TYIN Tegnestue adds bamboo bathhouse to Safe Haven Orphanage in Thailand
Norwegian architecture studio TYIN Tegnestue has completed a sanitary building for an orphanage in Thailand featuring an angled bamboo facade that provides shelter from the tropical sun (+ slideshow).
The bathhouse building is located at the Safe Haven Orphanage, in the town of Ban Tha Song Yang on the border between Thailand and Burma. It was designed by TYIN Tegnestue to provide the orphanage with hygiene facilities including toilets, bathing areas and a laundry.
"The climate of northern Thailand makes good personal hygiene essential to prevent diseases, especially for small children," said the studio. "With this bathhouse TYIN wanted to create a well-functioning and dignified facility for personal hygiene."
Basing the design around an existing wooden framework, the team added two plastered concrete boxes at either end of the building to provide private rooms for the toilets and a shower.
A corridor connecting the two enclosed spaces is sheltered by the sloping bamboo wall. This is punctured by openings of different sizes, designed to suit the adults and children who use the facility.
At the centre of the bathhouse is an open platform containing large concrete basins of different heights, which can be used for bathing or washing clothes.
This decked area extends out towards the nearby teak plantation and provides a partly private environment in keeping with local bathing culture.
The architects responded to a need for draining both waste water and torrential monsoon rain by bulding the floors of the various spaces from porous materials. Water can drain through gaps in the wooden decking or through layers of stone and gravel used for flooring elsewhere in the bathhouse.
"The existing sanitary facilities at Safe Haven Orphanage were narrow, dark and had concrete flooring that accumulated water and dirt," the team recalled. "With this bathhouse we have tried alternative solutions that hopefully will be an important asset in the future development in the district."
Waste from the toilets is disposed of through piping buried beneath the ground, while urinals located at the rear of the building are produced cheaply from old tyres fixed to plastic pipes.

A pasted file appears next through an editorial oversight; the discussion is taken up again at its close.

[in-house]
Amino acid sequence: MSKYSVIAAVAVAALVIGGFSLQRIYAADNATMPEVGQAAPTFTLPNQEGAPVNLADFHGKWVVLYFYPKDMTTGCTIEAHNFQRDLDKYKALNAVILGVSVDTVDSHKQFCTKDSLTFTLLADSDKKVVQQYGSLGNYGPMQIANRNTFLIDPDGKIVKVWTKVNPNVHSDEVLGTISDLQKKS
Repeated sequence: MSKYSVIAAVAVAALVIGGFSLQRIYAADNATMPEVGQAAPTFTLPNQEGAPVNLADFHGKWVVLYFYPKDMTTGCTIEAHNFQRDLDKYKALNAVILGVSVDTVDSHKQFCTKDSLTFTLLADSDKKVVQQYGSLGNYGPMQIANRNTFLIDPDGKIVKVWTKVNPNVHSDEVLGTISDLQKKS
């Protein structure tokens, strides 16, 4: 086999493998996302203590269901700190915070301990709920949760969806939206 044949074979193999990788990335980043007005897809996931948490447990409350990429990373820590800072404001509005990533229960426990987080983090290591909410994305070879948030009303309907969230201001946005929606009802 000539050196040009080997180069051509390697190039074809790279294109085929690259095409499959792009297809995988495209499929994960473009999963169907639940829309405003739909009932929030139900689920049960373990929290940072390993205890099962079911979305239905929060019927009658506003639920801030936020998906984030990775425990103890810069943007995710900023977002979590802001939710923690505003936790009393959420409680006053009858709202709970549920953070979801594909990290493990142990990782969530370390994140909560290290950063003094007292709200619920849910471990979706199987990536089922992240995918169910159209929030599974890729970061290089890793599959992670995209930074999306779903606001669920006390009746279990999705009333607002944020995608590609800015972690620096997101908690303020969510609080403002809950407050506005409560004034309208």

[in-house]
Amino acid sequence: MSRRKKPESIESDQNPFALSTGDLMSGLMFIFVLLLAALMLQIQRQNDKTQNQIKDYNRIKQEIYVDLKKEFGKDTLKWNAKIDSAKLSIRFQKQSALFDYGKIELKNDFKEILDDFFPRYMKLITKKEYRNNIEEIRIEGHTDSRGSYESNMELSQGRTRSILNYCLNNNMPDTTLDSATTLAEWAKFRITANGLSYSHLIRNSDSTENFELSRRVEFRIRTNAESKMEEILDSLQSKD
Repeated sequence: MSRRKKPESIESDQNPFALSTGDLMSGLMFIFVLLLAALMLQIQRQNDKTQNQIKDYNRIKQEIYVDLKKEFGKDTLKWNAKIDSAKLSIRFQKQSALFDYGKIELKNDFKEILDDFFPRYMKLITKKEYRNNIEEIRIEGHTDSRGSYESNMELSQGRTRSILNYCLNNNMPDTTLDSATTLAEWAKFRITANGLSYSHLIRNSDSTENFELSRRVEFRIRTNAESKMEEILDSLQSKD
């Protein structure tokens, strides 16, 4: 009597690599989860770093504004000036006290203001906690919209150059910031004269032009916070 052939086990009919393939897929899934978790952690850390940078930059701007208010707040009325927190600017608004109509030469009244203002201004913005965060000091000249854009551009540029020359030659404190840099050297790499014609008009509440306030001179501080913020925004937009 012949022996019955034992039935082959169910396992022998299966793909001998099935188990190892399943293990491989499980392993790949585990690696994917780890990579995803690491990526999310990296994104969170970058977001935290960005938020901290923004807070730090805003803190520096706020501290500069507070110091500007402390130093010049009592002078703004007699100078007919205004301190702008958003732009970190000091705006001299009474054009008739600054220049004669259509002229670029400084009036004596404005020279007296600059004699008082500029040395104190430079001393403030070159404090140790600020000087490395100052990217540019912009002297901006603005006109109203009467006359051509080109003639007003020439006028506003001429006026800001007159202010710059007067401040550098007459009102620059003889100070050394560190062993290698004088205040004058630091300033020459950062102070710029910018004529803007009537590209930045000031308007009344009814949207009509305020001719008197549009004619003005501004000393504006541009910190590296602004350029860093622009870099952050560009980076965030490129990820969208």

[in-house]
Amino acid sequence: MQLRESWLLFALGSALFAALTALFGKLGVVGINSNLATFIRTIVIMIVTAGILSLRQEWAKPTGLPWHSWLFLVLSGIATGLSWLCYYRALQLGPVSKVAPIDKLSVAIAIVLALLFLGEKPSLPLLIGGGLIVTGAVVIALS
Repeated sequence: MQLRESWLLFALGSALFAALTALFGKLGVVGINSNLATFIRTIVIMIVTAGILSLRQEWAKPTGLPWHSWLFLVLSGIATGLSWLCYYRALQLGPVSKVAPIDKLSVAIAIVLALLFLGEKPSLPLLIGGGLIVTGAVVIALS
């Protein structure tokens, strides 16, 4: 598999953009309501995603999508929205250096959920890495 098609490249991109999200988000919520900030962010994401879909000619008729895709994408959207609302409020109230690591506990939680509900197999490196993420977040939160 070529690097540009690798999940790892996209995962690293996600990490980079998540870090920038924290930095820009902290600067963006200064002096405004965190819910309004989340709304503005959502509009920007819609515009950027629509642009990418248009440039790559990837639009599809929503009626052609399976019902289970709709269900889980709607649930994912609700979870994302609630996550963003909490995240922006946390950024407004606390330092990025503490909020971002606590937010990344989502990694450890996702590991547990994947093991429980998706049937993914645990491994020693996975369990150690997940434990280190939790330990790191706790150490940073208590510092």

Local workers helped to construct the building, which was completed in a period of just over two weeks.
Photography is by Pasi Aalto.
The following details were provided by the architects:
Safe Haven Bathhouse
The new sanitary building houses the basic needs of the orphanage; the toilets, personal hygiene facilities and laundry. The internal structure was already built and became the framework for the project.
The most intimate functions are located within the two plastered concrete masses. The central zone contains concrete containers for bathing and opens out towards the vast teak plantation. The bathing area is only partly privatized, adapted to Karen culture. A tilted facade of bamboo covers the front of the building and creates a passageway, connecting the two functions together.
A huge challenge in this project was the sewage, which has to be dealt with on-site. The drainage system has to be able to cope with large amounts of water during the rainy season. The existing sanitary facilities at Safe Haven Orphanage were narrow, dark and have concrete flooring that accumulated water and dirt.
With this bathhouse we have tried alternative solutions that hopefully will be an important asset in the future development in the district. Gravel and wooden floors are easy to keep clean and dry, using layers of stone and gravel drains all wet rooms. The waste from the toilets passes through pipes buried in the ground.
The climate of northern Thailand makes good personal hygiene essential to prevent diseases, especially for small children. With this bathhouse TYIN wanted to create well functioning and dignified facility for personal hygiene.
Location: Ban Tha Song Yang, Thailand
Client: Safe Haven Orphanage
Cost: 22 500 NOK / 2 979 EUR
Area: 61 m2
Built by: TYIN tegnestue and local workers
Architects: Andreas Grontvedt Gjertsen, Yashar Hanstad